Journals: Practice Without Pressure

When you write a piece you intend to show other people–a paper for a class, or a story you want to publish, for example–you are subtly aware of the criticisms and judgments that your readers may have. This is not a bad thing, as being conscious of writing for an audience will encourage you to produce your best work.  However, those who wish to improve their skills without the stress of writing for an audience might gain valuable experience by keeping a journal.

The Private

One of the most attractive parts of writing in a journal is that you can write about anything you please:  there are no assigned topics or length requirements.  If you can write about whatever you want, and decide exactly how much time you want to devote to it, you are going to get a feel for how to construct a piece of writing around a particular topic, and you are going to learn to enjoy it.  You don’t need to adhere to restrictive length requirements like you might in an academic paper. Keeping a journal will help you discover how much time and space you need to devote to a topic without the artificial deadlines of an academic assignment, as well as develop writing techniques that you – beyond the influence of any audience – believe will improve your writing.

The Public

Keeping a journal will also help you develop your own voice as a writer.  When you write with the intention of sharing what you produce with others, you will probably curtail your more creative inclinations.  In many cases, this is a good thing, because when you write for an audience, it is best to make the experience of reading your paper as smooth and informative as possible.  Keeping a journal, however, lets you experiment without the critical view of others and decide for yourself whether certain writing techniques are worth pursuing.  For example, a creative writer might experiment with the different opportunities provided by first-person and third-person writing, while an essayist might contrast the elegance of brevity with the detail of lengthier sentences and paragraphs.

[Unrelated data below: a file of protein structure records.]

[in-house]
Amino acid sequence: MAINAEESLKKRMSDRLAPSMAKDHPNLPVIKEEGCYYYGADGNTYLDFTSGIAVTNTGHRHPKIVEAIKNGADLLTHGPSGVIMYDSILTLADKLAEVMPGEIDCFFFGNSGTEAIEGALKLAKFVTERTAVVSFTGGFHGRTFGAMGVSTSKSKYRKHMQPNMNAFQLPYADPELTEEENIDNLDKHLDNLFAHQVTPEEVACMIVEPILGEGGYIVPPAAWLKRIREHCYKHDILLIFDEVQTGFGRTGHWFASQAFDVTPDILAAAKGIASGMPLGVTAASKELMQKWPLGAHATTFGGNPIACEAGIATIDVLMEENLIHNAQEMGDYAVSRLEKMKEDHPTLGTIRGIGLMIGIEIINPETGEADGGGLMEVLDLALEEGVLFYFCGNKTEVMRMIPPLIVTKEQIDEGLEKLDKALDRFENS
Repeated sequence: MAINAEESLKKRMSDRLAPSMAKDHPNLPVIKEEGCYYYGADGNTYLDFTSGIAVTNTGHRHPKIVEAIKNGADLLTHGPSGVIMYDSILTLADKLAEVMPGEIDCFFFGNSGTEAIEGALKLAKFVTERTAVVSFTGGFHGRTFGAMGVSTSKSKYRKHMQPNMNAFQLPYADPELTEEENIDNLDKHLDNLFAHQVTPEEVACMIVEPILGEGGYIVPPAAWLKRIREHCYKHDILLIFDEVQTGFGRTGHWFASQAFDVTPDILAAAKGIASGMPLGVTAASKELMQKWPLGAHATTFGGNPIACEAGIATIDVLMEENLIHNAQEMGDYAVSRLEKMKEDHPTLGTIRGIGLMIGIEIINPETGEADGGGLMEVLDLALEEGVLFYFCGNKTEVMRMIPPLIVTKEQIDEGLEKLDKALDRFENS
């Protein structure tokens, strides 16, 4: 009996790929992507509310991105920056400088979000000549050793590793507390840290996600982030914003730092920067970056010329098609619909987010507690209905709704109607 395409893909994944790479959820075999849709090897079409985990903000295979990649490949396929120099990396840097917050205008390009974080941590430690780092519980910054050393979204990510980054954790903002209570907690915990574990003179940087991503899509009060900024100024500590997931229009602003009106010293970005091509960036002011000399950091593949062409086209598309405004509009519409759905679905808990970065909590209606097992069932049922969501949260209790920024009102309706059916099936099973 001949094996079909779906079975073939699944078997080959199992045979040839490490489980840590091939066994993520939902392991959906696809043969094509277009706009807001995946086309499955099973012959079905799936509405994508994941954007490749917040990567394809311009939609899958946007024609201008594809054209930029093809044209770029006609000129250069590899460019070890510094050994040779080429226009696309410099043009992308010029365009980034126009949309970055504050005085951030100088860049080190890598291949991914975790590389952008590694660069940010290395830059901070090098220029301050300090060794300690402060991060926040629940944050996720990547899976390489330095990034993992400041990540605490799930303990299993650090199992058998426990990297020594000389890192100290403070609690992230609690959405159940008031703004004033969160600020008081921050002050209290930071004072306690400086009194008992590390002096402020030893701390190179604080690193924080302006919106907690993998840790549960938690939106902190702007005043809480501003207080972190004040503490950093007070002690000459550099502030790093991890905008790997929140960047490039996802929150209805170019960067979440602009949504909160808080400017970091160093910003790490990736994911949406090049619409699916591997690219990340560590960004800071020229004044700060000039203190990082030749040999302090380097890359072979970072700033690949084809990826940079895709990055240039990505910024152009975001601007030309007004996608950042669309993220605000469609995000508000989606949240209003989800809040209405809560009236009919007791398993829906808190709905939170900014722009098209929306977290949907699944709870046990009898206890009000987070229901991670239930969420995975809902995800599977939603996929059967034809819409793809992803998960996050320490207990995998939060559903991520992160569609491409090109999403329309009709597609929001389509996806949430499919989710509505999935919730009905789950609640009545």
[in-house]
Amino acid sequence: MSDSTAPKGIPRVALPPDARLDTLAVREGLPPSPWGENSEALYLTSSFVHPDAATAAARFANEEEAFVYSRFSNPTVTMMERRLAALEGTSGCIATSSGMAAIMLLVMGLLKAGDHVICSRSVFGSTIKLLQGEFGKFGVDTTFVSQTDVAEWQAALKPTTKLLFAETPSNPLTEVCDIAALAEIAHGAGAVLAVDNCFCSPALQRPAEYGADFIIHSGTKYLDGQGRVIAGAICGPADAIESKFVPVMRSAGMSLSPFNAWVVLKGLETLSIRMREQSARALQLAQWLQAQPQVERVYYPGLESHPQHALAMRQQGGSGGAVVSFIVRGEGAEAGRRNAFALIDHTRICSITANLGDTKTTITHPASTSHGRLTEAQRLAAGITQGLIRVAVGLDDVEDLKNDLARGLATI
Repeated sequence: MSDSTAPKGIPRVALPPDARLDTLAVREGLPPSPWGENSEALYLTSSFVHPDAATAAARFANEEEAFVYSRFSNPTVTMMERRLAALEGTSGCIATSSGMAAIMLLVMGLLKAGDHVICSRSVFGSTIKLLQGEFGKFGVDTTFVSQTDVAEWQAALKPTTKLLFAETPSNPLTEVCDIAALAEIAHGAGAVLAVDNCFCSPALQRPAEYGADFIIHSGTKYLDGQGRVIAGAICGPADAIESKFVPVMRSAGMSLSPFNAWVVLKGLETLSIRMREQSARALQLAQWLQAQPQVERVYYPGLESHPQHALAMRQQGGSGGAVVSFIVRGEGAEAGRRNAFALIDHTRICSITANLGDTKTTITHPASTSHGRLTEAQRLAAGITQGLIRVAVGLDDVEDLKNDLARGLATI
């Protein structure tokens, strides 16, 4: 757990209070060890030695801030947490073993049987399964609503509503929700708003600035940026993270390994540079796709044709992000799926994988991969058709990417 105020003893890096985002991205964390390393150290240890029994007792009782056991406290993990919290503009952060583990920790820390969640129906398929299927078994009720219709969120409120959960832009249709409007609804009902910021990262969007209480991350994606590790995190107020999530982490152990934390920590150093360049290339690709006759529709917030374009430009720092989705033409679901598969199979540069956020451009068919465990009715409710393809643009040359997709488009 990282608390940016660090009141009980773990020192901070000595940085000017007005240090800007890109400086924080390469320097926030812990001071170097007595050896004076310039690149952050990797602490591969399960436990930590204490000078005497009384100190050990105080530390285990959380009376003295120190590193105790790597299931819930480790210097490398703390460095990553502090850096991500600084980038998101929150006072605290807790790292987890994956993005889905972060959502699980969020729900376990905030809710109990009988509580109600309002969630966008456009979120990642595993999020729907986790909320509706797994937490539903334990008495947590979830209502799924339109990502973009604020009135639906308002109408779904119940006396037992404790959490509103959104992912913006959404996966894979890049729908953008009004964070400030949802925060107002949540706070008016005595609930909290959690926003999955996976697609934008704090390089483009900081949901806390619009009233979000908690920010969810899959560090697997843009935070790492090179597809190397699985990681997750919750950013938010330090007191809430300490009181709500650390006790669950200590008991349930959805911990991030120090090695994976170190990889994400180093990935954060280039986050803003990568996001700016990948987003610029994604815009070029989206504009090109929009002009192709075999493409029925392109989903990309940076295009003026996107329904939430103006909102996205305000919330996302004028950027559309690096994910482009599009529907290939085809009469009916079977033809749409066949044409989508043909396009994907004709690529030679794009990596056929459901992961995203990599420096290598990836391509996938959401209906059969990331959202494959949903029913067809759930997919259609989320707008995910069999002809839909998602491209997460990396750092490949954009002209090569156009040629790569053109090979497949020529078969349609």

In my first year at college, I began keeping a journal and made sure to write in it every day.  It was not a very serious undertaking; it mostly helped me organize my thoughts and record things I would otherwise forget.  But although my journal was almost an afterthought, it was rewarding.

One of the main uses I found for my journal was to collect quotes that I would otherwise forget.  Sometimes it would be a clever lyric from a song or a line from a book; sometimes I would write down a funny remark a friend made.  These quotes were not immediately useful.  However, a month or two would pass, and I would find myself looking for some sort of writing prompt or insight.  Occasionally my journal entries would be the basis of a short story; once, I turned a journal entry about dreams into a psychology paper.  When I return to the quotes in my journal, more often than not I puzzle out something to base my writing on.

Obviously, journaling will not improve all aspects of your writing.  If you want to write something polished, you will probably benefit from sharing your writing with others, because the knowledge that others will read your work consciously or subconsciously affects its clarity and precision.  However, keeping a journal lets you record things that are important to you, gives you a space to experiment, and, most importantly, encourages you to write as much as possible.  Practice might not make perfect, but it will help you start down the path of becoming a better writer.

-By Victor Pesola ’12

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